Why Does Your AC Keep Blowing Its Capacitors?

Capacitors are a common and relatively inexpensive failure point on many central and mini-split air conditioning systems. The capacitors in your AC system help to provide the compressor with the juice it needs to start, and they also smooth the flow of power while it's in operation. Blown capacitors can stop your system from starting or cause it to shut down prematurely.

While capacitor failure isn't uncommon on older systems, it's not normal to need to replace your capacitors frequently. As with many components on a modern air conditioning system, you shouldn't often need to replace a capacitor more than once. If your system seems to be eating these critical electrical components for breakfast, it's time to conduct a deeper investigation.

Why Do Capacitors Fail?

Capacitors can fail for numerous reasons, including excessive heat or internal wear on the dielectric material between the capacitor plates. These are relatively "normal" reasons for failure, and you can expect to experience them on an air conditioner unit with many years and hours of service life under its belt.

However, capacitors can also fail when exposed to operating conditions beyond their intended usage. For example, your air conditioner's start capacitor serves a role similar to the starter battery in your car. It quickly discharges energy to get the compressor motor moving and immediately drops out of the circuit.

This quick start and rest cycle provides the capacitor with the time it needs to cool down. These capacitors cannot discharge heat rapidly, so they can fail if they remain active for too long. Likewise, frequently charging and discharging cycles can create more than the capacitor can dissipate, shortening its life and leading to premature failure.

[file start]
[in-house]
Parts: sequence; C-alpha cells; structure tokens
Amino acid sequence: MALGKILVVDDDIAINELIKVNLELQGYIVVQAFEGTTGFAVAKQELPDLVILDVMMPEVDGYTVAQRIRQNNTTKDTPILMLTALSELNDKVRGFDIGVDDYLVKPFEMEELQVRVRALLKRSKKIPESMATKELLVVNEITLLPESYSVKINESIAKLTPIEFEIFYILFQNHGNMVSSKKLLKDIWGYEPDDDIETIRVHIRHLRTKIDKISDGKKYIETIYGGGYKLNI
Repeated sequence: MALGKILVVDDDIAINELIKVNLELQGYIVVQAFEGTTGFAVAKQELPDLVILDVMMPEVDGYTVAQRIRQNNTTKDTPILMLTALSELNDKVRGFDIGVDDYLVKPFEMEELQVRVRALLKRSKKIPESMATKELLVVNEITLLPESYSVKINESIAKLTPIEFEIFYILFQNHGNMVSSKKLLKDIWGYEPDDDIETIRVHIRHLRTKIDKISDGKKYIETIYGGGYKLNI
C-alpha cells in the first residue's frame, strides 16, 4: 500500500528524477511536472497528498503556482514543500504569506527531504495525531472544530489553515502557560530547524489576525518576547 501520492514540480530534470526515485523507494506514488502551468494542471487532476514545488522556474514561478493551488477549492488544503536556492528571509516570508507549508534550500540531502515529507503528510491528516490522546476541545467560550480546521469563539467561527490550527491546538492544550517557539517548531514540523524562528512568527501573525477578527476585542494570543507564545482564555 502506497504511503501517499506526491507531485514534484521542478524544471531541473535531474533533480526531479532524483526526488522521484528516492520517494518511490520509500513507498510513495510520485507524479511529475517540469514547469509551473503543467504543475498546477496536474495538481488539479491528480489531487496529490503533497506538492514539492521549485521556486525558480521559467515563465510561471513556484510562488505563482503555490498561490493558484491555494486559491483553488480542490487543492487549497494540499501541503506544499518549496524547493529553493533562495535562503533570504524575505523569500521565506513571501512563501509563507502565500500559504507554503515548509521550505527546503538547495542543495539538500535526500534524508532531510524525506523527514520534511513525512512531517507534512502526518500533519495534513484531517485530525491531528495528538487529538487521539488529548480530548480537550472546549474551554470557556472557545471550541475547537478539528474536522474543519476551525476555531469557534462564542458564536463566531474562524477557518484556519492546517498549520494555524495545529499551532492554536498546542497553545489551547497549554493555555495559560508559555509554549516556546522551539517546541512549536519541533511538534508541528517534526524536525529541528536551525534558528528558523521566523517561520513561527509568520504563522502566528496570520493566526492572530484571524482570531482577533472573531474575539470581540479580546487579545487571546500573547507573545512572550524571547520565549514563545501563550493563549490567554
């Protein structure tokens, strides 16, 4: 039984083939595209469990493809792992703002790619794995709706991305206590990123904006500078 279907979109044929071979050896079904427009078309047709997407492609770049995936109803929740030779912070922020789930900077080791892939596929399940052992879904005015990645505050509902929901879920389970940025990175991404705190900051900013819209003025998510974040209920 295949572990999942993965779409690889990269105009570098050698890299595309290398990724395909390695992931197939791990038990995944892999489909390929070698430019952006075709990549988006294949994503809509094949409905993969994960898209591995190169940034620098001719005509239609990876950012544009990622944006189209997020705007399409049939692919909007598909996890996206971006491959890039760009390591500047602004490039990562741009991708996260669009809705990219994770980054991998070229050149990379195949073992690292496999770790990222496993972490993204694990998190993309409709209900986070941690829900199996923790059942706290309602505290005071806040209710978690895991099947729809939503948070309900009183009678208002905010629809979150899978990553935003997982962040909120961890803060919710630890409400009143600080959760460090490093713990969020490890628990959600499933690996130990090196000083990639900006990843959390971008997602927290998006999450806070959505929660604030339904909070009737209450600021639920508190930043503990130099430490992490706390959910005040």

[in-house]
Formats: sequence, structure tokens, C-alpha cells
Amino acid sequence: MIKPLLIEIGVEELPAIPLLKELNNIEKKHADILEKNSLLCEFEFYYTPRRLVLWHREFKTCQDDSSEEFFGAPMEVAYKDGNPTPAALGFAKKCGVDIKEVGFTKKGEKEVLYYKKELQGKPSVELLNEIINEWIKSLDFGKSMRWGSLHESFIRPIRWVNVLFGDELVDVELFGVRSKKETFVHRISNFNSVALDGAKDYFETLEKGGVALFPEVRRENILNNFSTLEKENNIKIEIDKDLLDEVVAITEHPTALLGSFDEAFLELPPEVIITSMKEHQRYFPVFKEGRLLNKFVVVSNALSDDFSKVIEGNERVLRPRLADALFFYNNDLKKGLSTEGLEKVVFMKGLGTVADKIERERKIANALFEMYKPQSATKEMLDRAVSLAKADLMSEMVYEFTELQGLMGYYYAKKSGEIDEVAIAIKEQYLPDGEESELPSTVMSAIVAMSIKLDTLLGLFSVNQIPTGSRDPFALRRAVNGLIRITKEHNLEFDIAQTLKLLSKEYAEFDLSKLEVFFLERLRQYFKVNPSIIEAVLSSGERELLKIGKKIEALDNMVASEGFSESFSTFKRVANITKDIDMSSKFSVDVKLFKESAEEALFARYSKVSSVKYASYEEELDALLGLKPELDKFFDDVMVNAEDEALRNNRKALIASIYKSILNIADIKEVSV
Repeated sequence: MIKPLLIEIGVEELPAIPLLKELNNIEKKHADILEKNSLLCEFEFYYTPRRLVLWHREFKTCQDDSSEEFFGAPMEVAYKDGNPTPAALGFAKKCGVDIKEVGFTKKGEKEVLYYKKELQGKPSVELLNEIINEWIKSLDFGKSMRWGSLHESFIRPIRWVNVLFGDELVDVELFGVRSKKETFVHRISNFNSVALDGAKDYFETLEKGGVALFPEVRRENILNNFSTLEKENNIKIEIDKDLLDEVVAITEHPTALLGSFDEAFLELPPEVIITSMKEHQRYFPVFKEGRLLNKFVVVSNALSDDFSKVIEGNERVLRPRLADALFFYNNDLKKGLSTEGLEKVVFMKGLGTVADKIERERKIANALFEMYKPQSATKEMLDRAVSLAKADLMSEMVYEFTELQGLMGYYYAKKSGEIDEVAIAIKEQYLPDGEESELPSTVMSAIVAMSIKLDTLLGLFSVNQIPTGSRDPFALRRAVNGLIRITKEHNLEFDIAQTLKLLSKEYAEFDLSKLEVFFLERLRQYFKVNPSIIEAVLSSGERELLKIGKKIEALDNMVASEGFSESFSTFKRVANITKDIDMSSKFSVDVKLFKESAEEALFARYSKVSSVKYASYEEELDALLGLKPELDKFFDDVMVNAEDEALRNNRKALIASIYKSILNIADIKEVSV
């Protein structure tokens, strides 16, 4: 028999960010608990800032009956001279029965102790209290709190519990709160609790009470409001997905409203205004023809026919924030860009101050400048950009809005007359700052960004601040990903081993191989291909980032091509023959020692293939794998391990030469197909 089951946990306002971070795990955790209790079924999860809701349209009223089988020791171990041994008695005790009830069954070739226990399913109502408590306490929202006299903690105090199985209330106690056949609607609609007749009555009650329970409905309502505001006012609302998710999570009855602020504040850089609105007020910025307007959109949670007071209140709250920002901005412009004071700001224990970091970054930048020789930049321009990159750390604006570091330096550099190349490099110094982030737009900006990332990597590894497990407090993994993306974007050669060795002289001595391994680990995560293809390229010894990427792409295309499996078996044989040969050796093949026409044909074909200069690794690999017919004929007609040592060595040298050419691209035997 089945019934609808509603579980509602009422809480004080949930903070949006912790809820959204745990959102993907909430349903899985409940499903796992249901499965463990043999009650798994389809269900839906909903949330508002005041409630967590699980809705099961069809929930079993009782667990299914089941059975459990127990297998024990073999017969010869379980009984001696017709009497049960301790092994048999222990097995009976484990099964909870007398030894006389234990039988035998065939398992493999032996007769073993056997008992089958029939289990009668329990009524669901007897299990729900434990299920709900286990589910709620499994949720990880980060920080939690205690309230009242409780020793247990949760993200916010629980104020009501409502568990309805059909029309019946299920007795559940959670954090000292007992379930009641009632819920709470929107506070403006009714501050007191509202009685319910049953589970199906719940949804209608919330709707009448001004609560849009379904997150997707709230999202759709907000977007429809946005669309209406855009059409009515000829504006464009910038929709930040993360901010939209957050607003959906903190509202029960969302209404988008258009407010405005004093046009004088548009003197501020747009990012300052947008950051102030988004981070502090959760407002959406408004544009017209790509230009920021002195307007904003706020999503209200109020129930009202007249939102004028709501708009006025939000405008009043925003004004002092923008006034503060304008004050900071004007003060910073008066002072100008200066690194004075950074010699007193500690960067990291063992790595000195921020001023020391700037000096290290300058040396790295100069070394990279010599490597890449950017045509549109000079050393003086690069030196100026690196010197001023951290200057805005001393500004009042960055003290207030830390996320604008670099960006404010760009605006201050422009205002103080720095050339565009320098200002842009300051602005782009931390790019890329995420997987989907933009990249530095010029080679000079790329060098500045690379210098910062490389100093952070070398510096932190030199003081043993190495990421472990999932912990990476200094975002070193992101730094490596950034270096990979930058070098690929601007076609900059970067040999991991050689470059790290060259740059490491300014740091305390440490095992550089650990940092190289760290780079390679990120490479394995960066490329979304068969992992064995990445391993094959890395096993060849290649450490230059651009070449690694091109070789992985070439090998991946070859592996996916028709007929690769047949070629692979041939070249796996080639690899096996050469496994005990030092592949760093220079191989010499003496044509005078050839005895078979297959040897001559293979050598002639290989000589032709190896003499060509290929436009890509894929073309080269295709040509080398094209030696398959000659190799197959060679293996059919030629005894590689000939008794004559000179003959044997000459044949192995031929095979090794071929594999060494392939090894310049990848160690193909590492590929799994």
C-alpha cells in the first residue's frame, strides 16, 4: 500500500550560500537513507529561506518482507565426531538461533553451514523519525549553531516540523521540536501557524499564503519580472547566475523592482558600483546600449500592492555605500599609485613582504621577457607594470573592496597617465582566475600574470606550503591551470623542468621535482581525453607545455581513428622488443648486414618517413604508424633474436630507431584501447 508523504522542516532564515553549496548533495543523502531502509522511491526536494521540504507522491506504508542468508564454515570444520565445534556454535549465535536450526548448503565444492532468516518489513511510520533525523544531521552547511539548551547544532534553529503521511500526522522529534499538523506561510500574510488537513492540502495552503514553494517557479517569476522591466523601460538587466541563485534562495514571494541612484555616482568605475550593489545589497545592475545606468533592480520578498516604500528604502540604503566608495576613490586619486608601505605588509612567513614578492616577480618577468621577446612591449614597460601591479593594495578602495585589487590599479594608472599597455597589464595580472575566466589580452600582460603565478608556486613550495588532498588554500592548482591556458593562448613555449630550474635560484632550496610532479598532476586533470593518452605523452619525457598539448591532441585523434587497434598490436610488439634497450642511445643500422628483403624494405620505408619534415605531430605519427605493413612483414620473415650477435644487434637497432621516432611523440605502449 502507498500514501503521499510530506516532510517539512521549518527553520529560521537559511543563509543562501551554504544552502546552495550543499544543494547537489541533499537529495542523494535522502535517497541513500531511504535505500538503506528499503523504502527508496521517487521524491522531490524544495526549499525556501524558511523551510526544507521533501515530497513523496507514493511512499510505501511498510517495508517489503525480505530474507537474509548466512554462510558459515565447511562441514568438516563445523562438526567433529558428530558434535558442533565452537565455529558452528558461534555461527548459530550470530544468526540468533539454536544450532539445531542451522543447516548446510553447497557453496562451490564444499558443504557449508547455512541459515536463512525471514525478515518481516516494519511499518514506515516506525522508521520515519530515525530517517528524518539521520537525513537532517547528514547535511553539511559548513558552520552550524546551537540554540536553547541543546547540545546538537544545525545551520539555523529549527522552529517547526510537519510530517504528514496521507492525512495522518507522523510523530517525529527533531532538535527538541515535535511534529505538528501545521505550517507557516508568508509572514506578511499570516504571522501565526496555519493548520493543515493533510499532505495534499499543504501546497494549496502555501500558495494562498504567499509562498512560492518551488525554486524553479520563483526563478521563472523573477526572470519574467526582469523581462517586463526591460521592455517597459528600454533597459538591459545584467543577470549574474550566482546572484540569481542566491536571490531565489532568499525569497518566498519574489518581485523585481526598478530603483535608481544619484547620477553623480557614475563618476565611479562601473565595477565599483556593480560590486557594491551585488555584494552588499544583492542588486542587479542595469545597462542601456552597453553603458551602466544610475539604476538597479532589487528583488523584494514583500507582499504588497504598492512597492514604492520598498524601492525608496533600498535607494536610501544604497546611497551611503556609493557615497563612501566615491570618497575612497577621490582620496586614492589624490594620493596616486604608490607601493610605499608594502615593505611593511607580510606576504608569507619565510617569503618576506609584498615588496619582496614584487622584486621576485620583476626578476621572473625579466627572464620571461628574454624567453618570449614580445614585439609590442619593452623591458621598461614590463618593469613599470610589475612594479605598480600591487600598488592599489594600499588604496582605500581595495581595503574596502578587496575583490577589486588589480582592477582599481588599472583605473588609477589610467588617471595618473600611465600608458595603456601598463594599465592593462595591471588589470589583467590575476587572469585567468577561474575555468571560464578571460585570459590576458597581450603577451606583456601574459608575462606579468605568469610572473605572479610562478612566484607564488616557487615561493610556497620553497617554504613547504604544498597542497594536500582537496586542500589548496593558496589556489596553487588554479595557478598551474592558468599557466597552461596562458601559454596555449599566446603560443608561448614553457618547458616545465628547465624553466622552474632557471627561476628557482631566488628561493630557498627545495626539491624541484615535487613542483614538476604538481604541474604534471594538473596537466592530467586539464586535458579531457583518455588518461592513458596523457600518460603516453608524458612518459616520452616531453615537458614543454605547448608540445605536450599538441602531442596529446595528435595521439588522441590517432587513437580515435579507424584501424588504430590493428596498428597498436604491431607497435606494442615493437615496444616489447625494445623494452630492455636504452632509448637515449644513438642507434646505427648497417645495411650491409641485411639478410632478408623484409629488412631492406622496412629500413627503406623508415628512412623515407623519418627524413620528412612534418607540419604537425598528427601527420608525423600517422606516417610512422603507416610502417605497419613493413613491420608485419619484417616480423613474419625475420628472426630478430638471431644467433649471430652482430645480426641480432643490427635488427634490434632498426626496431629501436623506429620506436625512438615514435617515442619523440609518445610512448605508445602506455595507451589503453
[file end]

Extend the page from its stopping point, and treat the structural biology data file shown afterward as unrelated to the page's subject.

How Can You Track Down Your Capacitor Killer?

If the capacitors on your air conditioner keep failing, your HVAC technician will need to do some detective work to track down the most likely culprit. The contactor is one common cause. This component acts as a relay, and a stuck contactor can potentially fail to disengage once the compressor motor starts.

There may also be nothing electrically wrong with the circuit. Your start capacitor will last a certain number of charge and discharge cycles before it fails. However, this service life depends on the frequency of compressor cycles. If another issue is causing your compressor to cycle rapidly, that will reduce the lifespan of your capacitor and lead to premature failures.

Other problems, including transient power surges, can potentially cause your AC capacitors to blow out more frequently than they should. With so many potential causes, it's usually best to leave these investigations to a trained HVAC technician. An experienced contractor can locate the underlying cause and fix it so your AC capacitor can go on to live a long and productive life.

For more information on air conditioning repair, contact a professional near you.